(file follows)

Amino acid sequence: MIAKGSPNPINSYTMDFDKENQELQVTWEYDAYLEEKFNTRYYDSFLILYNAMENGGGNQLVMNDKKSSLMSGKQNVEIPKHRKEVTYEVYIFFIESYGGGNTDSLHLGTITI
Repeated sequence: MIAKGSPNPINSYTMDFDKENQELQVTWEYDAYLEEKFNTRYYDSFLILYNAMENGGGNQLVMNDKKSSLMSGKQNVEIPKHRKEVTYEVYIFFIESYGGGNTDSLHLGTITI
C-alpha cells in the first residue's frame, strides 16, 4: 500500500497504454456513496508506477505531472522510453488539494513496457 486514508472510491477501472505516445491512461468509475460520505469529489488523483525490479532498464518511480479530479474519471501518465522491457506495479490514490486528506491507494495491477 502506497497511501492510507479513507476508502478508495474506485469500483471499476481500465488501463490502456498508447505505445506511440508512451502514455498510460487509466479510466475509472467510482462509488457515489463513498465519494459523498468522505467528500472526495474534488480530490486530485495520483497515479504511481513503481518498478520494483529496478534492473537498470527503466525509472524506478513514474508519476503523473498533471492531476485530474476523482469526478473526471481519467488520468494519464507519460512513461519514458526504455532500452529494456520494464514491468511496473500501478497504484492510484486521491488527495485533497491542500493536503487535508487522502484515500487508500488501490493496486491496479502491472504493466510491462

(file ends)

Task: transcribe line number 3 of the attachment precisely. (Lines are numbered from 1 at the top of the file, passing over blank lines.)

C-alpha cells in the first residue's frame, strides 16, 4: 500500500497504454456513496508506477505531472522510453488539494513496457 486514508472510491477501472505516445491512461468509475460520505469529489488523483525490479532498464518511480479530479474519471501518465522491457506495479490514490486528506491507494495491477 502506497497511501492510507479513507476508502478508495474506485469500483471499476481500465488501463490502456498508447505505445506511440508512451502514455498510460487509466479510466475509472467510482462509488457515489463513498465519494459523498468522505467528500472526495474534488480530490486530485495520483497515479504511481513503481518498478520494483529496478534492473537498470527503466525509472524506478513514474508519476503523473498533471492531476485530474476523482469526478473526471481519467488520468494519464507519460512513461519514458526504455532500452529494456520494464514491468511496473500501478497504484492510484486521491488527495485533497491542500493536503487535508487522502484515500487508500488501490493496486491496479502491472504493466510491462